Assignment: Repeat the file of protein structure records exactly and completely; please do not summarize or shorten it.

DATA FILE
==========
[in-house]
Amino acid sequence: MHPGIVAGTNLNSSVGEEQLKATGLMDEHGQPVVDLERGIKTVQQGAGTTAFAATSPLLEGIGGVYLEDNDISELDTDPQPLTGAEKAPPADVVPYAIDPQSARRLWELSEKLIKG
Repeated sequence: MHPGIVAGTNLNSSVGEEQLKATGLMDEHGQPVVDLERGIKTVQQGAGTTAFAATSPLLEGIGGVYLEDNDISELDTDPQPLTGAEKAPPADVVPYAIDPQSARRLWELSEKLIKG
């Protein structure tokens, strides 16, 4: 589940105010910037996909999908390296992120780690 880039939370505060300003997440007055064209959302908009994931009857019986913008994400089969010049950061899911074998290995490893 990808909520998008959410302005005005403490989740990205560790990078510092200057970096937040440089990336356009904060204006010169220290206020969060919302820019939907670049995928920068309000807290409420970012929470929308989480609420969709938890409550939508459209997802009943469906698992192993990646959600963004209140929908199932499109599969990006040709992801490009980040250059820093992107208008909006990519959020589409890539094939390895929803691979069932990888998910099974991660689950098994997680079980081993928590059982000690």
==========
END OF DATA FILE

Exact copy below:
[in-house]
Amino acid sequence: MHPGIVAGTNLNSSVGEEQLKATGLMDEHGQPVVDLERGIKTVQQGAGTTAFAATSPLLEGIGGVYLEDNDISELDTDPQPLTGAEKAPPADVVPYAIDPQSARRLWELSEKLIKG
Repeated sequence: MHPGIVAGTNLNSSVGEEQLKATGLMDEHGQPVVDLERGIKTVQQGAGTTAFAATSPLLEGIGGVYLEDNDISELDTDPQPLTGAEKAPPADVVPYAIDPQSARRLWELSEKLIKG
């Protein structure tokens, strides 16, 4: 589940105010910037996909999908390296992120780690 880039939370505060300003997440007055064209959302908009994931009857019986913008994400089969010049950061899911074998290995490893 990808909520998008959410302005005005403490989740990205560790990078510092200057970096937040440089990336356009904060204006010169220290206020969060919302820019939907670049995928920068309000807290409420970012929470929308989480609420969709938890409550939508459209997802009943469906698992192993990646959600963004209140929908199932499109599969990006040709992801490009980040250059820093992107208008909006990519959020589409890539094939390895929803691979069932990888998910099974991660689950098994997680079980081993928590059982000690």